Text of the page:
Michelle Yeoh and "Everything Everywhere All at Once" film defy expectations
Actress Michelle Yeoh in Los Angeles. Photo: Stefanie Keenan/Getty Images
Legendary actress Michelle Yeoh leads in the arthouse film "Everything Everywhere All at Once," which has overtaken “Uncut Gems" as the highest grossing A24 movie stateside.
Why it matters: A24, an indie studio which has produced Oscar winner "Moonlight" and the highly acclaimed "Lady Bird," likely has its next Oscar contender in “Everything, Everywhere.”
- Yeoh, the character she plays in the film (an aging immigrant woman who owns a laundromat) and the film’s success have defied expectations about the kinds of movies that draw people to theaters.
Catch up quick: "Everything Everywhere" has made $52.3 million domestically, according to Forbes.
- When it surpasses "House of Gucci," it will have made more than any of last year’s Oscar-season awards releases except for “Dune,” according to GQ.
State of play: Nearly half of pre-pandemic moviegoers are no longer returning. "Everything Everywhere's" success is surprising because analysts had predicted people will only turn out to theaters for superhero epics.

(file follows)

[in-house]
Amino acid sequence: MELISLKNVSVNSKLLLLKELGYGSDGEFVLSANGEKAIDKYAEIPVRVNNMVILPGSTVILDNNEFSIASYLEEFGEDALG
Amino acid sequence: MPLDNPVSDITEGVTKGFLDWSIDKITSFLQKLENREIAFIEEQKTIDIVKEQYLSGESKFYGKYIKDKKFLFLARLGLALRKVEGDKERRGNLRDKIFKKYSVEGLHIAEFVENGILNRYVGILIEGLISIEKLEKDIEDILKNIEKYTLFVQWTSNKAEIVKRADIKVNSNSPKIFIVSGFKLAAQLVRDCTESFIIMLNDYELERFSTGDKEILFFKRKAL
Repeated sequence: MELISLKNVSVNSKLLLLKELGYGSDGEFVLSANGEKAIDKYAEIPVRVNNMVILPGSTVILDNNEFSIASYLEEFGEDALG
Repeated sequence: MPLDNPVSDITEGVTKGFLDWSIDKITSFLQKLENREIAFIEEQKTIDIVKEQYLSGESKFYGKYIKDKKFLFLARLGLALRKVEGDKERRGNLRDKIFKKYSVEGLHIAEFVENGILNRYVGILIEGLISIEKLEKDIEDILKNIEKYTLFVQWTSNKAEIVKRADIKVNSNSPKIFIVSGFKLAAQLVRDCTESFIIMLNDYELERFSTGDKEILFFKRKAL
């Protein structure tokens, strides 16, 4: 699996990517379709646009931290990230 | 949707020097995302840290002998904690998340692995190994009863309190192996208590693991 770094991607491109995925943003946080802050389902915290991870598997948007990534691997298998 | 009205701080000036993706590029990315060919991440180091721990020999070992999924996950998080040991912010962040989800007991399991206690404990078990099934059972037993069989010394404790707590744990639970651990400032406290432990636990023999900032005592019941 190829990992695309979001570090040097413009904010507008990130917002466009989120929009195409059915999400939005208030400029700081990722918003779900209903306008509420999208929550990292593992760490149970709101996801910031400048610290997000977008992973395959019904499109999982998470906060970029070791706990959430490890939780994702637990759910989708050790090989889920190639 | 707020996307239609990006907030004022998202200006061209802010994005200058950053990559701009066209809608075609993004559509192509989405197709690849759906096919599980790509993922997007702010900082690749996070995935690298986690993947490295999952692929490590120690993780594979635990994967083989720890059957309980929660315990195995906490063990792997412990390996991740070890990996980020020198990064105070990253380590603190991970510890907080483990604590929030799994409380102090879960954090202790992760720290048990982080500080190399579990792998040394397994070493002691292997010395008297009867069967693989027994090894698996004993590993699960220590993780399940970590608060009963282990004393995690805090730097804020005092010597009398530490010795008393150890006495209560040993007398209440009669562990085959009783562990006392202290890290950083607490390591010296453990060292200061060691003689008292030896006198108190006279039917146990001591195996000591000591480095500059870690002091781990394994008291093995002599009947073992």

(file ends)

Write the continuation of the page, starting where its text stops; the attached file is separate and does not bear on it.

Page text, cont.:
- "Instead, a weird, small-budget film without any household names on the marquee took in an astonishing $50,130 per theater when it opened in 10 locations … better than Walt Disney Co.’s ‘The Avengers,’ which debuted in more than 4,300 cinemas in 2012," Bloomberg notes.
What she's saying: Yeoh, 59, has been a star for decades, having played roles in "James Bond," “Crouching Tiger, Hidden Dragon," and "Star Trek: Discovery," but says this titular role is one that really appealed to her.
- "Science tells us women outlive men. But even with extra time, we have to get a lot more done," Yeoh said as she accepted Gold House's legend award at the inaugural Gold Gala, the largest gathering of top Asian and Pacific Islander cultural leaders in history.
- "God forbid you are a woman of over 50 building something of your own," she added.
The big picture: “[U]nless your last name happens to be Streep or McDormand, chances are you’re not working much in film [if you're an aging actress]," Martha Lauzen, executive director of the Center for the Study of Women in Television and Film at San Diego State University, told USA Today after her annual report was published last year.
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